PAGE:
Updated July 3, 2013

Survey: Women Spending Statistics

Most Young Women Aren't Saving as Pressures to Spend Persist

Women are not saving for retirement or putting money away for a rainy day, according to a new survey by CreditDonkey.com. 63% of women said that they were not currently saving for retirement, and over 55% said that they had no saving strategy currently in place. Only 52.6% of respondents said that they had more than $500 in savings right now.

The crisis of women not saving enough has been a concern for economists and financial experts for quite some time. In August 2012, an academic paper tracking women's spending habits showed that women tended to spend more money in a recession or economic downturn. Titled "Boosting Beauty in an Economic Decline: Mating, Spending, and the Lipstick Effect," the paper argued that "recessionary cues consistently increased women's desire for products that increase attractiveness in mates," causing what the researchers called the "lipstick effect."

CreditDonkey.com founder Charles Tran says that the results of the academic study are no real surprise. "Because of social pressures to buy cosmetics, handbags, and clothes, women tend to spend more than men on discretionary items. At the same time, they earn less in a society that still has not reached equal pay for equal work."

If women are more likely to spend money to attract a mate in times of economic distress as the authors of the paper suggest, they are not more likely to earn more money at the same time. According to the Bureau of Labor Statistics, women earned just 82 percent of what men earned in 2011. With a weekly median salary of $684, women still earned much less than men, who recorded an average wage of $832. However, the study also showed that women with a Bachelor's degree have seen their wages increase by over 30% since 1979, while wages for men with a Bachelor's degree have increased by 16.3 percent over the same time period. This has caused the gap between women's and men's pay to shrink.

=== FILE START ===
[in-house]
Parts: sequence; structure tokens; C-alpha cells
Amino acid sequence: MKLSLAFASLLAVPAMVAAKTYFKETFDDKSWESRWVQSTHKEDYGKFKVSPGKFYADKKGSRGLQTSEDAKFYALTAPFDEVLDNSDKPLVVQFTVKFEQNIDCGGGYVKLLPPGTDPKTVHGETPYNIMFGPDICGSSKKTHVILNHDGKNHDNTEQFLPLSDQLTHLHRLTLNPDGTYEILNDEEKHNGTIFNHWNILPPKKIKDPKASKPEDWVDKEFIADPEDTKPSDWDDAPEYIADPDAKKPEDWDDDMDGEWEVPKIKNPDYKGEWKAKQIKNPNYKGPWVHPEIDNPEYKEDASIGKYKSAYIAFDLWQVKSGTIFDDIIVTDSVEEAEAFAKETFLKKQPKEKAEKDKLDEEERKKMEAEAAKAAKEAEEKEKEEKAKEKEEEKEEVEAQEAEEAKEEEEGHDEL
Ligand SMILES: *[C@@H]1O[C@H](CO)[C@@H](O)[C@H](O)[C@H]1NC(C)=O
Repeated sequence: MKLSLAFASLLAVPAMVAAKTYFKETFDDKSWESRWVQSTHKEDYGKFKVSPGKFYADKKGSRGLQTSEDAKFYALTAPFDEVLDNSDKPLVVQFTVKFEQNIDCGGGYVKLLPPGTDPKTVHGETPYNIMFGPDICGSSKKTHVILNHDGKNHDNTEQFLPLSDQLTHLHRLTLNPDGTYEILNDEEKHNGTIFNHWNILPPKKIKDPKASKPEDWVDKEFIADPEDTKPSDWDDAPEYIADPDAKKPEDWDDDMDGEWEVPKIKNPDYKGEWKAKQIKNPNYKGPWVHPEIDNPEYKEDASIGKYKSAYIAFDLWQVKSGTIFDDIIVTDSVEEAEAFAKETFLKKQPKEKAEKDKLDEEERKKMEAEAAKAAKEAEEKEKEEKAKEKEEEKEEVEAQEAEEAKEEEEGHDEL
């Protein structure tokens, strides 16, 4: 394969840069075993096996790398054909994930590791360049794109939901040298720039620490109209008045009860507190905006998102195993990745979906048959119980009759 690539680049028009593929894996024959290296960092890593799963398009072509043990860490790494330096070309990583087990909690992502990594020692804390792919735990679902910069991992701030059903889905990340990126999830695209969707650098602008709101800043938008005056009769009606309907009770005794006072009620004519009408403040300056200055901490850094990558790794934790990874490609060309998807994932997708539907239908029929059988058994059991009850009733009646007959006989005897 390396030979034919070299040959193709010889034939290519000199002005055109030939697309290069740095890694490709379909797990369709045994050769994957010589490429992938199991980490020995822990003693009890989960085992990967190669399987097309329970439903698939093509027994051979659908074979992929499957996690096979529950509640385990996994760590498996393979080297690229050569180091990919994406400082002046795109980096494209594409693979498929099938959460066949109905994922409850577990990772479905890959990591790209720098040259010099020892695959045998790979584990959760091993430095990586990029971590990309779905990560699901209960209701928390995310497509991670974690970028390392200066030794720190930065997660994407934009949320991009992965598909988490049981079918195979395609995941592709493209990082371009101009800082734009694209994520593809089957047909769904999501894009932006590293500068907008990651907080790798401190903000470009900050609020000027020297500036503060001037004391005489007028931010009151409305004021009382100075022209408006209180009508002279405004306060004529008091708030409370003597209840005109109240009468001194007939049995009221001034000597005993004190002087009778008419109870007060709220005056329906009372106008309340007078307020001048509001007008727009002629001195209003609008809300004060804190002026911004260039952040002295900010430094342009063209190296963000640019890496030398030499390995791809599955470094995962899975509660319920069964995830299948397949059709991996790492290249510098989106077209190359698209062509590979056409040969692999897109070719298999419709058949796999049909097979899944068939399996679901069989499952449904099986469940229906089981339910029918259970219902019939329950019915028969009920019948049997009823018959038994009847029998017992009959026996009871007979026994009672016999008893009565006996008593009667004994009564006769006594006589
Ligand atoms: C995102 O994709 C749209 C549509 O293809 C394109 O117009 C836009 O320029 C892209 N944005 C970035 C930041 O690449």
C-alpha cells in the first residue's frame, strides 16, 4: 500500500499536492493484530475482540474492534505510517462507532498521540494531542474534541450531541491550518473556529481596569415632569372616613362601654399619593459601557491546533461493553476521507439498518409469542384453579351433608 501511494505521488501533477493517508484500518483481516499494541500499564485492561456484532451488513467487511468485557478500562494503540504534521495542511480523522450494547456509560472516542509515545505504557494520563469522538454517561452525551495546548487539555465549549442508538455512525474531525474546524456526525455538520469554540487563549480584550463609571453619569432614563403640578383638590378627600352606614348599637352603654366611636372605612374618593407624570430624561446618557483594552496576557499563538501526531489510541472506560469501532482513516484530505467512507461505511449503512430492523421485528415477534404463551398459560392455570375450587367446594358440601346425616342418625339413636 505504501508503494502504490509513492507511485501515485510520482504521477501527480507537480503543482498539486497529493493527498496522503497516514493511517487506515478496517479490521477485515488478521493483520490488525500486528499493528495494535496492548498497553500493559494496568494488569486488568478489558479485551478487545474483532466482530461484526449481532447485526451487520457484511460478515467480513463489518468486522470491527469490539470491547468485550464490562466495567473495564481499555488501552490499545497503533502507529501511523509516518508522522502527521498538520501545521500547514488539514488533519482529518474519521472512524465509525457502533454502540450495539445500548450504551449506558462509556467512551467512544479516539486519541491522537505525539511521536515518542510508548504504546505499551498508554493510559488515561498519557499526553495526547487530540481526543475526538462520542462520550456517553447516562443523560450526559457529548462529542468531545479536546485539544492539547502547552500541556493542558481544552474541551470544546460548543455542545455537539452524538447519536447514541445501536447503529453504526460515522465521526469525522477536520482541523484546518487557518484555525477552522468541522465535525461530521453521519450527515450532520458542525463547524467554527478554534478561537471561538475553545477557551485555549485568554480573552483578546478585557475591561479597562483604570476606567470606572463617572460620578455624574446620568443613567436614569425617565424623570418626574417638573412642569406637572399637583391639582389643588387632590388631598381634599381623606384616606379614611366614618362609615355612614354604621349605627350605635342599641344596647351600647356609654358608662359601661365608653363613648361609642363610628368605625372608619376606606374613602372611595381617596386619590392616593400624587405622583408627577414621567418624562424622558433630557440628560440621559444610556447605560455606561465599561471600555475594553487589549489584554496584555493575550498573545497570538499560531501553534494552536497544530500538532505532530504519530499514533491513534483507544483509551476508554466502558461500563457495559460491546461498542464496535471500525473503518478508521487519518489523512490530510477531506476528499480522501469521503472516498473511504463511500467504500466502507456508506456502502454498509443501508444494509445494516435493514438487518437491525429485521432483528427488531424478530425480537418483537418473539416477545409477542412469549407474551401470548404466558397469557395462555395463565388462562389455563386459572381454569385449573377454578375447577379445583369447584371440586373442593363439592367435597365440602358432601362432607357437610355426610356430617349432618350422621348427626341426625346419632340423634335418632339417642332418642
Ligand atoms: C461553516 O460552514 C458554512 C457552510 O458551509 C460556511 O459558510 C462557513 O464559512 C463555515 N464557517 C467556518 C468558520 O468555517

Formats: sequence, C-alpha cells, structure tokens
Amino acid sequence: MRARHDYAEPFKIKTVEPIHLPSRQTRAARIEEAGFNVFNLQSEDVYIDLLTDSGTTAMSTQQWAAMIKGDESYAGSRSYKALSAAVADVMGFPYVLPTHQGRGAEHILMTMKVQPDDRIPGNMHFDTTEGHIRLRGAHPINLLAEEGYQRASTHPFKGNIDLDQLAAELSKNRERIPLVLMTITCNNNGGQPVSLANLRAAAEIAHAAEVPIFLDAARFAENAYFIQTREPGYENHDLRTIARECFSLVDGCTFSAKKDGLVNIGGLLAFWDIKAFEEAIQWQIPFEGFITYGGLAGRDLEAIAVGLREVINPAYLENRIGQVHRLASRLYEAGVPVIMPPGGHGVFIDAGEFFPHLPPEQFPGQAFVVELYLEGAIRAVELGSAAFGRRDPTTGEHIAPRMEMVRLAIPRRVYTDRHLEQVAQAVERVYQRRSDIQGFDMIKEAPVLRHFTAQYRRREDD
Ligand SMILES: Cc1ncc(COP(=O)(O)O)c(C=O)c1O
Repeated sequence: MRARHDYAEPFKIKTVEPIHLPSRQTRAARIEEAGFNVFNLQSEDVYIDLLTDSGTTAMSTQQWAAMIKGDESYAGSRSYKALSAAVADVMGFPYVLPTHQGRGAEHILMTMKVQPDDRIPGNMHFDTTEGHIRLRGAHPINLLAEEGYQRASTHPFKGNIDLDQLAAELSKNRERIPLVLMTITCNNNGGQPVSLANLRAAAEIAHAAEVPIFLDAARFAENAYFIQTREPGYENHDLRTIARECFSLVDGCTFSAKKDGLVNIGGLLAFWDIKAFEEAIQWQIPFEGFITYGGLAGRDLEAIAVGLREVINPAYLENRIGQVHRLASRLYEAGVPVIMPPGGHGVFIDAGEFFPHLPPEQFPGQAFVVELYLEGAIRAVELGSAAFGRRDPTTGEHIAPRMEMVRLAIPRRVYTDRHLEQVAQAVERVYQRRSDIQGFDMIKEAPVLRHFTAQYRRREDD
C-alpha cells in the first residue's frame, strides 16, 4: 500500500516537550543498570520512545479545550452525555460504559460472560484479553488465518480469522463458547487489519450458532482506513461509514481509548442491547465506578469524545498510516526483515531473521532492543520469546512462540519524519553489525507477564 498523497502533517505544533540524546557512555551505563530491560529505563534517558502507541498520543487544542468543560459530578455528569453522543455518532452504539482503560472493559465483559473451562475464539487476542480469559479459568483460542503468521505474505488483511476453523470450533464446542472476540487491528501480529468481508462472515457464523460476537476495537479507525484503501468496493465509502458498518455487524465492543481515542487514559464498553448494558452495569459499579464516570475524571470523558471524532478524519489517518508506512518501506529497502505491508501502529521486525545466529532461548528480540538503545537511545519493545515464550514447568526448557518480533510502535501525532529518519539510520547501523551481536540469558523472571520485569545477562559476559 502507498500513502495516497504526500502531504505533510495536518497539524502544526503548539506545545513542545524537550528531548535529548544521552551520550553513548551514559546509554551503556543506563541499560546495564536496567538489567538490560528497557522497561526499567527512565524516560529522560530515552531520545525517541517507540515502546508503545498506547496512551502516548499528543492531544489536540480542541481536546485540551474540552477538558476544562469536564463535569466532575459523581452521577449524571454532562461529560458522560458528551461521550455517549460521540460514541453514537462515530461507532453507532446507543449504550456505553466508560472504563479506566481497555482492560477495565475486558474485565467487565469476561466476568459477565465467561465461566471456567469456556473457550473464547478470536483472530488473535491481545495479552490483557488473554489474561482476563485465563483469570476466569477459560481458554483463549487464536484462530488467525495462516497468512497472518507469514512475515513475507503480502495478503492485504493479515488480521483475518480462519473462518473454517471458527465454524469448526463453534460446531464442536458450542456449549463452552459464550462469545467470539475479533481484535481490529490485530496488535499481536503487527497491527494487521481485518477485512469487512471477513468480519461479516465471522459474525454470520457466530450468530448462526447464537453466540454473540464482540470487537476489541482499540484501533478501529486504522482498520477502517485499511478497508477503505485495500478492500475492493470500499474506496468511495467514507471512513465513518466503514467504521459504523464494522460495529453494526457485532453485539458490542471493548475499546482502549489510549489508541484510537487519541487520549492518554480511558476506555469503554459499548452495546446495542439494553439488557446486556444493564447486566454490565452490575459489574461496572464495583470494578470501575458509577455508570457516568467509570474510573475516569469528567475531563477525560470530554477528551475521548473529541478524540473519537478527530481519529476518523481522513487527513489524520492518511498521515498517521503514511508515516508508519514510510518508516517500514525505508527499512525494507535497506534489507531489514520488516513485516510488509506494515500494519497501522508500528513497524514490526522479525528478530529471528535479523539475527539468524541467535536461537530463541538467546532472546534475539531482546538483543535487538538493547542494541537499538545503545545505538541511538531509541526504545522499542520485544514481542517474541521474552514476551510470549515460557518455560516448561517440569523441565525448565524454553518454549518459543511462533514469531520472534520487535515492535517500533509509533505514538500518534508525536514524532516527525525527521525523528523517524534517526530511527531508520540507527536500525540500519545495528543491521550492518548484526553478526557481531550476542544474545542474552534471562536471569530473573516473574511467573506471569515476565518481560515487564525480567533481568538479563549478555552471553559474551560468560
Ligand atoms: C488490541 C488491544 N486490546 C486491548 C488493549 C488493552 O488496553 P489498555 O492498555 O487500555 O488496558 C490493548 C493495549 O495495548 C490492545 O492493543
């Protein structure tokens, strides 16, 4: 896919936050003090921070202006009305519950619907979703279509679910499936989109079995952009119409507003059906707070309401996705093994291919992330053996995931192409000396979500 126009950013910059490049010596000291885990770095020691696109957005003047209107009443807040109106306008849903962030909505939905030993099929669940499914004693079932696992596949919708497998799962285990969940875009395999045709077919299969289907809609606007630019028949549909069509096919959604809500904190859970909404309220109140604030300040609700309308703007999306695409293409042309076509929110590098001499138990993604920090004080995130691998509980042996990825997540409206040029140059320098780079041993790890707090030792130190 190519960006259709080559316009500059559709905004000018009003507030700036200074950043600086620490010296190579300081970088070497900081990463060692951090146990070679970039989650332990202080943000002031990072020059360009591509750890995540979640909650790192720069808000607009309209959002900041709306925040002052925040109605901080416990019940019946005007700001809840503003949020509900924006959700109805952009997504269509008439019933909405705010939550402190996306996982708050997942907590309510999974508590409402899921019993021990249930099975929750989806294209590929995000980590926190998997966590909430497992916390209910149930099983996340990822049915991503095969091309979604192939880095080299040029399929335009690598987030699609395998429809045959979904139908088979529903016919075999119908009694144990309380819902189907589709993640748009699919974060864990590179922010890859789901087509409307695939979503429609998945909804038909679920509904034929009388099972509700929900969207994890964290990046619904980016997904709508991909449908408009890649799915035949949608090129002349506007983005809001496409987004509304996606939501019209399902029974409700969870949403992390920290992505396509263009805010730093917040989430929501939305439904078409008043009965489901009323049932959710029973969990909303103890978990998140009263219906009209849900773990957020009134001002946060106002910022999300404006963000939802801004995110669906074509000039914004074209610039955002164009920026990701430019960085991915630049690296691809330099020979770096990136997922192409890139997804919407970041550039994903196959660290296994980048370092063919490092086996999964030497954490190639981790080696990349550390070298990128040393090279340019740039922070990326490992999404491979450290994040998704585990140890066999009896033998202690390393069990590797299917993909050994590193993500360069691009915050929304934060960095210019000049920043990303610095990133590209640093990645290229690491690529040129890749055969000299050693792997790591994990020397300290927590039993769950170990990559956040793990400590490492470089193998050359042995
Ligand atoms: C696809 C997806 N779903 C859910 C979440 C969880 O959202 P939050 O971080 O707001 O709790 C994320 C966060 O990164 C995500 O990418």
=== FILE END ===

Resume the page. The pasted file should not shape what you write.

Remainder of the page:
"Although things are improving, a mix of social pressures and lower salaries is making it harder for women to save," said Tran. "This is especially true for younger women, who typically earn less than older women."

According to the BLS, women between the ages of 25 and 34 earn a median weekly wage of $662, over 10% less than women aged 45 to 54. Men of the same age range earned only slightly more than women, at $693 per week.

"It seems that income disparity is smaller for younger workers, who generally earn less than older workers, regardless of skills or qualifications," said Tran. "This is making it harder for young people to save money, regardless of gender."

While smaller wages and social pressures to spend weigh on young men and women alike, Tran also says there are less motivations to save money for young people. "Savings accounts earn less than a tenth of a percent, and even CDs don't keep up with inflation. If your money in the bank just gets less and less valuable, what's the point in saving? This is the question young people are struggling with today--whereas previous generations found it much easier to make money from saving and investing."

Mike Foster is a contributing writer at CreditDonkey, a credit card comparison and financial education website. Write to Mike Foster at mike@creditdonkey.com. Our data-driven analysis has been recognized by major news outlets across the country and has helped women make savvy financial and lifestyle decisions. (read more)

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